Online Chinese Casino Guide

Signs of a Gambling Problem

It is not the length of time spent gambling, or the amount of money lost, not is it bad luck or poor money management, that makes a pathological gambler. In fact, it may surprise some people to learn that there are pathological gamblers who come for treatment while they are still winning! Not many certainly, but a few. Some recognize their over-involvement with gambling, their preoccupation with it while at work, or when they should be concentrating on other things. They notice that they are escalating their bets, or taking greater risks than they should. Or perhaps they are concerned about the sweaty palms, rapid heartbeat, or that feeling in the pit of their stomach. Maybe winning, or just not losing, has become too important.

Just as some people can recognize an early gambling problem, researchers are beginning to identify those who are at risk of becoming pathological gamblers.

Possible predisposing factors include:

1. A family history of compulsive gambling. As many as one third of compulsive gamblers have a biological relative with the disorder. It is not unusual to find such a history extending through two and three generations.

2. Growing up in a family with an extremely critical, or rejecting, or emotionally unavailable parent. For men, this is usually the father, and there is a lifelong campaign to please that parent and win their approval. This is generalized onto others as a need to impress, and an over-concern with being appreciated. There may be a rebellion against this, a kind of pseudo-independence, as well as a great deal of destructive anger.

Many pathological gamblers grow up believing they can never be good enough, or they can never do enough. They develop compensatory fantasies of some spectacular success, like a "big win," which will show others just how good they are. Such a win, they believe, will also bring them financial or emotional independence.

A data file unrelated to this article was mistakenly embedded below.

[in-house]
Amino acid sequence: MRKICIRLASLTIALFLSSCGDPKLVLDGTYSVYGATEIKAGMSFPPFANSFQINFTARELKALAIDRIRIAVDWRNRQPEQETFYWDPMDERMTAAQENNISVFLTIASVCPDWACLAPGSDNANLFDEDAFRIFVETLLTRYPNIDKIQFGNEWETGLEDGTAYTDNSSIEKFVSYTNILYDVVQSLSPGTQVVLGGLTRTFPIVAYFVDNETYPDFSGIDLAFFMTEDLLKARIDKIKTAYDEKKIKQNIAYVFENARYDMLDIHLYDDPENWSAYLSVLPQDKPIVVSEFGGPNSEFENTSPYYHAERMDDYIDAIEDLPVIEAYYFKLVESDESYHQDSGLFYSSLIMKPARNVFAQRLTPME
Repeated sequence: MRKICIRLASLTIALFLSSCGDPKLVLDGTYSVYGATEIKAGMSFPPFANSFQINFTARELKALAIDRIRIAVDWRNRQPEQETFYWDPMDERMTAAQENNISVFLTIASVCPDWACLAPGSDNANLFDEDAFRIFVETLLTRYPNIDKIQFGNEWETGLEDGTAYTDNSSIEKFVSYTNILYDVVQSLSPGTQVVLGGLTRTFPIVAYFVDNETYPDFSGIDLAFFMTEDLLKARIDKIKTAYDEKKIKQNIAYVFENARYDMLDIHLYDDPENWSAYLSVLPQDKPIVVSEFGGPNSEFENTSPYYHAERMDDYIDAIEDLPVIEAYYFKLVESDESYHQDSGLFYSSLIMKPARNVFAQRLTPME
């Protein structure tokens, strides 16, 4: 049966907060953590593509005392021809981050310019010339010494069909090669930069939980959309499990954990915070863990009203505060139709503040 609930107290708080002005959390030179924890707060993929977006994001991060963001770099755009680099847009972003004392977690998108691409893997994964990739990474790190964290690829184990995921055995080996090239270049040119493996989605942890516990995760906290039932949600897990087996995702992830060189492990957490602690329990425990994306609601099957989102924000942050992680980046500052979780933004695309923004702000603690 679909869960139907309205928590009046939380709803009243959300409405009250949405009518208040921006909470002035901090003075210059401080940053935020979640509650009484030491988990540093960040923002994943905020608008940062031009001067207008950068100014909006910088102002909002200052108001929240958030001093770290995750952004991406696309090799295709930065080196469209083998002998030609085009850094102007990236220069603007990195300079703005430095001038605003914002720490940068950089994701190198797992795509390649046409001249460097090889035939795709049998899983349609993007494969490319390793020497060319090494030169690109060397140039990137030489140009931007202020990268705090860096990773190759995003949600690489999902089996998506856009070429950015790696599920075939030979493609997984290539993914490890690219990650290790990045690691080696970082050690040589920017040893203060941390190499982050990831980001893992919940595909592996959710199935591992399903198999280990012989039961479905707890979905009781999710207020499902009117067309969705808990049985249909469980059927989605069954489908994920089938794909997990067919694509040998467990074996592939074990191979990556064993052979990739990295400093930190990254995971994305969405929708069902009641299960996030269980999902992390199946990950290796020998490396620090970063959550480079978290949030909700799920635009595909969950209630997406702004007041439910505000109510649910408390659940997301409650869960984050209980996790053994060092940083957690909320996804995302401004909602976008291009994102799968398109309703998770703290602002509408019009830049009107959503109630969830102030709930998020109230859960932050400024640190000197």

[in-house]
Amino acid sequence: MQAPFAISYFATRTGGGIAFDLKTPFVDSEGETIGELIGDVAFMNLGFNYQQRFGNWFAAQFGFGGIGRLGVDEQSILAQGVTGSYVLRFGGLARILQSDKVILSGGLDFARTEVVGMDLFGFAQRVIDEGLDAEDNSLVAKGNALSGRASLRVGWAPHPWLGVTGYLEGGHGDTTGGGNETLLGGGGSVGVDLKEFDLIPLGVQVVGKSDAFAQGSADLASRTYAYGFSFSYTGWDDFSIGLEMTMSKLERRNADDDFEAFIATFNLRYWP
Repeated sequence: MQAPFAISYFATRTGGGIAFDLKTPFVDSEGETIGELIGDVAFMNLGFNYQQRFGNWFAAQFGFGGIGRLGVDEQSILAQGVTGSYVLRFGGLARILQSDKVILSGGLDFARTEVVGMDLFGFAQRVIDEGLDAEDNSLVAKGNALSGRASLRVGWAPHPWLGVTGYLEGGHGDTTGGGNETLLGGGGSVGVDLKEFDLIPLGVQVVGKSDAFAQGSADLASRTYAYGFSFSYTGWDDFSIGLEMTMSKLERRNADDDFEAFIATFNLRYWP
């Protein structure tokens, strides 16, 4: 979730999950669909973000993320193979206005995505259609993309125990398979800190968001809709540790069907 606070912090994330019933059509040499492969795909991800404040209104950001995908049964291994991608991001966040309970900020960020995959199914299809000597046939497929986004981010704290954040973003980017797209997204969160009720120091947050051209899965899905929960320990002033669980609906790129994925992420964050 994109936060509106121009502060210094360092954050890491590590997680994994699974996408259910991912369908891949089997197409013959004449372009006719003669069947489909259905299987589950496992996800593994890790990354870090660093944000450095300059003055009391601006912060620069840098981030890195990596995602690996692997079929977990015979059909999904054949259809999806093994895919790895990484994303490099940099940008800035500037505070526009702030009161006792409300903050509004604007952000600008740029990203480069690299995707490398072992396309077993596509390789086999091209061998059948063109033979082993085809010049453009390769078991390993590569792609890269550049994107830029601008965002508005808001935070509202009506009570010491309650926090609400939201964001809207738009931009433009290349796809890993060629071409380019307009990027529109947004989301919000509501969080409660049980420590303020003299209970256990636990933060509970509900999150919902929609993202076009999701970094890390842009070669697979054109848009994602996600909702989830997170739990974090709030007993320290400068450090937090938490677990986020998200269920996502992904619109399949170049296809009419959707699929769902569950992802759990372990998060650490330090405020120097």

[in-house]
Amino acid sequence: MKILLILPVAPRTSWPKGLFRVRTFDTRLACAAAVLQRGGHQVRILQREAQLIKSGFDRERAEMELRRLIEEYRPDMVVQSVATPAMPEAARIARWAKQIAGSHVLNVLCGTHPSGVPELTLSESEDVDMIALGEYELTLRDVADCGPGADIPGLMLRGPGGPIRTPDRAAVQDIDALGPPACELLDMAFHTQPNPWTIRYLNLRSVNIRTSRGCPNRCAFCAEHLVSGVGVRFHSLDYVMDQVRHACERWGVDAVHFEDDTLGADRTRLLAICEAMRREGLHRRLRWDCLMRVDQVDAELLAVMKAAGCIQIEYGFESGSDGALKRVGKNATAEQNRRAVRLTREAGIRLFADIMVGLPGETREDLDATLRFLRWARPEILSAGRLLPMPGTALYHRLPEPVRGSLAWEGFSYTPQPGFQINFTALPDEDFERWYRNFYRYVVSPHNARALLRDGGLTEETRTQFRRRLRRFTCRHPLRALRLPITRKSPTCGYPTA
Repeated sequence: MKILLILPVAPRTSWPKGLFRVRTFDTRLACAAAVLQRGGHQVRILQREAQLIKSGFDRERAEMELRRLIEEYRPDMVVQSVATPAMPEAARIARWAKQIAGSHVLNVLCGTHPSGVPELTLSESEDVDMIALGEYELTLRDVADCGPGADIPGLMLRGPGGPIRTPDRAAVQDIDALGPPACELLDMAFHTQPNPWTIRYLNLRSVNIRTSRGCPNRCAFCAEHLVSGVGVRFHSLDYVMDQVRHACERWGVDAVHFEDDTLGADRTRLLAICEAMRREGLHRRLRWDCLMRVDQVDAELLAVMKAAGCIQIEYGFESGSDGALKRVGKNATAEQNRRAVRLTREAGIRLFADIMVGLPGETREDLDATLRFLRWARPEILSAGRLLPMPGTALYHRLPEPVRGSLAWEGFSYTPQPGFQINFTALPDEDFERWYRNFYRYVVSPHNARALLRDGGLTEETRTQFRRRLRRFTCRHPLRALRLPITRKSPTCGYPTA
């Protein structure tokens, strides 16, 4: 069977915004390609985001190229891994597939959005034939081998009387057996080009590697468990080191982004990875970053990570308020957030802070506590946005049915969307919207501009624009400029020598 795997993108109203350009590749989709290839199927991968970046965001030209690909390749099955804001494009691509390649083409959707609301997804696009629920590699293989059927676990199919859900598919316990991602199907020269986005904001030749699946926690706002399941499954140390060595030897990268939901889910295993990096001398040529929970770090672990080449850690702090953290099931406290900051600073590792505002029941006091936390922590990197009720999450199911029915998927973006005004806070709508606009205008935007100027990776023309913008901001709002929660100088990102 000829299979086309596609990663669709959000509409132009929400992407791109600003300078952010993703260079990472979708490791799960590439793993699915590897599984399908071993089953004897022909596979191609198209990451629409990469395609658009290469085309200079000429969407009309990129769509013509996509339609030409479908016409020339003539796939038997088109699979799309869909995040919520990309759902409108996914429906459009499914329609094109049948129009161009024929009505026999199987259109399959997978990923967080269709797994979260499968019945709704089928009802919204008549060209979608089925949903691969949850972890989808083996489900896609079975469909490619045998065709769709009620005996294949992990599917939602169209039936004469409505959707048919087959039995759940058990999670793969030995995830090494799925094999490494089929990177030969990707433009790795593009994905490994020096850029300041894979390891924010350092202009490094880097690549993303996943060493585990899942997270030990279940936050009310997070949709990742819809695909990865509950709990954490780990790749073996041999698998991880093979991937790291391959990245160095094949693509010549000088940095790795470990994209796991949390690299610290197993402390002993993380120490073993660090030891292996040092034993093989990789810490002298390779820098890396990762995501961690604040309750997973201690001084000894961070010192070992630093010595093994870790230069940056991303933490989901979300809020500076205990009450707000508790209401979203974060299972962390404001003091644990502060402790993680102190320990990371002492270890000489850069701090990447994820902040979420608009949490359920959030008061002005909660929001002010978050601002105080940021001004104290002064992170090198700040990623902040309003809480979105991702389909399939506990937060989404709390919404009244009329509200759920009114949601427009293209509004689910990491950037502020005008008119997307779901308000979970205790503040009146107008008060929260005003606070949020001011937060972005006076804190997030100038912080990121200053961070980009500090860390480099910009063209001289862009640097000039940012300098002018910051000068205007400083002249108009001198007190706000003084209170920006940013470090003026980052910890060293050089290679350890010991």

3. An emphasis in the family on status, or an overvaluing of money. Many pathological gamblers were taught at an early age to equate money with self-worth or with power, control, or security. For example, I have seen a number of pathological gamblers among the children of holocaust survivors who grew up with fathers who were not only angry, depressed, or emotionally unavailable, but who believed that the only way to achieve security was to have enough money. This was their only way to counter a profound sense of helplessness, and to assure themselves that what happened to them could not happen again. It is what they transmitted to their children, who then became pathological gamblers.

4. Men, in particular, brought up to be extremely competitive. Pathological gamblers are, typically, extremely competitive. Many were deliberately raised that way, usually by their fathers. Winning became everything. Initially essential for parental approval, it was soon the basis of their self-esteem. For many, there is a kind of "all-or-nothing" thinking, in which one is good or bad, perfect or worthless, a super-hero or a piece of garbage. In other words, a winner or a loser.

5. The existence of an early physical or developmental problem. Also at risk seem to be those who are compensating for some physical or developmental problem which caused them great shame and humiliation early in life. This might include some congenital abnormality, speech defect, a problem with bed-wetting, obesity, short stature, or delayed puberty. This seems to be a factor for addictions in general.

6. Hyperactivity. For many with Attention Deficit Disorder, gambling initially serves as a rather specific way to medicate oneself. Just as they discover with video games, or with certain drugs such as cocaine or the amphetamines, gambling has a paradoxical effect on them, it slows them down, calms them, allows them to concentrate. However, when there are other factors present, it gets out of hand. This is a subtype of pathological gambler we are only just beginning to recognize.




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